There is a recognised need to develop co-operative water and land management strategies in order to tackle the twin challenges of increasing flood risk and habitat restoration of the wetland environment. Amongst other things, this requires research to improve the physical and social science evidence base for the effectiveness of catchment interventions and other such new policy proposals.
There is a dual requirement to pilot physical works and to test the social and economic aspects of developing these new policy directions, including the acceptability to the local communities involved of delivering such improvements on the ground. The Flood Risk Management (Scotland) Act 2009 requires this development of a better science evidence base for policy making, alongside increased stakeholder participation in sustainable flood risk management at the catchment scale. The 70 sq km catchment of the Eddleston Water, a tributary of The Tweed was chosen for a pilot study of how this might be achieved, and what costs and benefits would be derived from such work. The Centre, working with colleagues in the School of Environment was successful with their bid in 2009 to undertake this scoping work for Scottish Environment Protection Agency (SEPA), Scottish Government and Tweed Forum. This formed Phase I of a project to restore the Eddleston Water for wildlife and the community. The partners delivered the Phase I scoping report in July 2010.
The Eddleston Water project Phase II aimed to deliver on the main two objectives of habitat restoration for improvement of WFD ecological status and improved natural flood risk management (NFM). It has done this by designing and implementing a series of physical interventions in the catchment, with a particular emphasis on both improving river habitats and addressing the sources and pathways of flooding. Areas of woodland have been planted, stretches of historically straightened river returned to a natural meandering course, and each carefully planned, measured and recorded, such that their effectiveness can be monitored over time. Indeed, the Eddleston is now becoming one of the most detailed studies of its type in Europe. The study has taken a catchment approach that will also realise benefits for water quality, fisheries, conservation of biodiversity, landscape and recreation. Early work has also been completed on assessing the delivery of other ecosystem service benefits alongside WFD improvements and NFM interventions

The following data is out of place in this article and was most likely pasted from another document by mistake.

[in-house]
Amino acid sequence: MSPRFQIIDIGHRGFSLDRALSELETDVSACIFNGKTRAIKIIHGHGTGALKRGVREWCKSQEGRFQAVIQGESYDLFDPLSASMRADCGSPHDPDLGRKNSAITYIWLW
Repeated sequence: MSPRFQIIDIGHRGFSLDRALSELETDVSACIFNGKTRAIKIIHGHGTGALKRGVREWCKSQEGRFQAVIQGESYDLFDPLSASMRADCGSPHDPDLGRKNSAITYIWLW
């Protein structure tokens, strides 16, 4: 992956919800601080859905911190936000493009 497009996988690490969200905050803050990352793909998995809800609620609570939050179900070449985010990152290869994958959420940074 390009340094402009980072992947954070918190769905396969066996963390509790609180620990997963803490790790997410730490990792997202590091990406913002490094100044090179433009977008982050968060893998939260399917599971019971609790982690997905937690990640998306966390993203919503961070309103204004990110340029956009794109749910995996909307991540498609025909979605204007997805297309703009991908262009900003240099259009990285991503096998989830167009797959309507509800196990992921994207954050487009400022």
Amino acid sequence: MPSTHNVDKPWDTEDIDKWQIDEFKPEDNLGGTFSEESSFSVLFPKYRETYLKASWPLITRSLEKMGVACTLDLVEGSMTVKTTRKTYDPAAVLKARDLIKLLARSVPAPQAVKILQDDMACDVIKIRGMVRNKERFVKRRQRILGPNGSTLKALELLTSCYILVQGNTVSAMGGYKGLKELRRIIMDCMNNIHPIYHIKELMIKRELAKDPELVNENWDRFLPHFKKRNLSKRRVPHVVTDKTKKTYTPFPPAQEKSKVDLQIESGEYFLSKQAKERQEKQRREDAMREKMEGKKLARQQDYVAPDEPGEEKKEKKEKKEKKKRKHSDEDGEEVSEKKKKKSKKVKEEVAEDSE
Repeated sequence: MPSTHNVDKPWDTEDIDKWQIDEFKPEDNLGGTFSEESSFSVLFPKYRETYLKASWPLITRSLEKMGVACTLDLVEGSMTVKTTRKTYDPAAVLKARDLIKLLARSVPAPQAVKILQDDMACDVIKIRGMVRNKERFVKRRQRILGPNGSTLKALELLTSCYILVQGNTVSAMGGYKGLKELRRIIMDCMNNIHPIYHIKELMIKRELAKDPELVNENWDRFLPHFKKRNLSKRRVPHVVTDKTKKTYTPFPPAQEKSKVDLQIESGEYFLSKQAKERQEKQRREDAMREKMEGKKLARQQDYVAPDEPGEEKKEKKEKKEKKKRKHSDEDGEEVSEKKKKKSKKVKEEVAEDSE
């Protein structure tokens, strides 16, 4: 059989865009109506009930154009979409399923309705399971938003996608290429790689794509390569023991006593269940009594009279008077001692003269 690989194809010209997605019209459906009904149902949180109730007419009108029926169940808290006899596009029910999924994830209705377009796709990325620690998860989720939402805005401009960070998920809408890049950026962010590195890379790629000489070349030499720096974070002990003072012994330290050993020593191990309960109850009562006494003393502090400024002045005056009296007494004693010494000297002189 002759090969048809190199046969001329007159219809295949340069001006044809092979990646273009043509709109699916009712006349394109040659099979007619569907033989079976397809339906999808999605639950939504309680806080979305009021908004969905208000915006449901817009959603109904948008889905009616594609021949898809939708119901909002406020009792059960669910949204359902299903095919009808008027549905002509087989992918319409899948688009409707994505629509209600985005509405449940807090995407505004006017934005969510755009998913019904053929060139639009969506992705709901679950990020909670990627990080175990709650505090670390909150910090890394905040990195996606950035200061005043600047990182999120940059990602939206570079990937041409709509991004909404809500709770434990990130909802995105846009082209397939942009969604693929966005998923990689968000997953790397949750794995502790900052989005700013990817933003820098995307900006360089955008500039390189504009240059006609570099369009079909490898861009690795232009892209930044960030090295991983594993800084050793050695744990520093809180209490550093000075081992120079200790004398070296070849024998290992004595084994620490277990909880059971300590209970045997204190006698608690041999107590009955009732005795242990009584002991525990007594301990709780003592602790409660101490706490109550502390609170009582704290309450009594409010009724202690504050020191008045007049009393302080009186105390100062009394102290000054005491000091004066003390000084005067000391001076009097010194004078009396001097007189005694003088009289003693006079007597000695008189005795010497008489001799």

Phase III has just begun in 2013, led by the School of the Environment, while a separate project on River Rehabilitation for the delivery of multiple ecosystem services at the river network scale has just been completed by the Centre in combination with University of Stirling, leading to two publications on a conceptual framework for optimising the outcomes of river restoration, and an earlier one which reviewed the record of restoration projects at the reach and catchment scale across Scotland over the last 20 years.
Download an introductory flyer on the project
Partnership, Governance and Delivery for the Eddleston Water project is organised through a partnership of bodies under the chairmanship of SEPA. The other Board members are the Scottish Government, Tweed Forum and the University of Dundee, with further support from Scottish Borders Council, Scottish Natural Heritage, British Geological Survey (BGS), Forestry Commission and the local community. Project management for all elements is delivered by Tweed Forum on behalf of the partners; read the Tweed Forum's newsletter where they describe becoming a central part of this UNESCO IHP-HELP programme.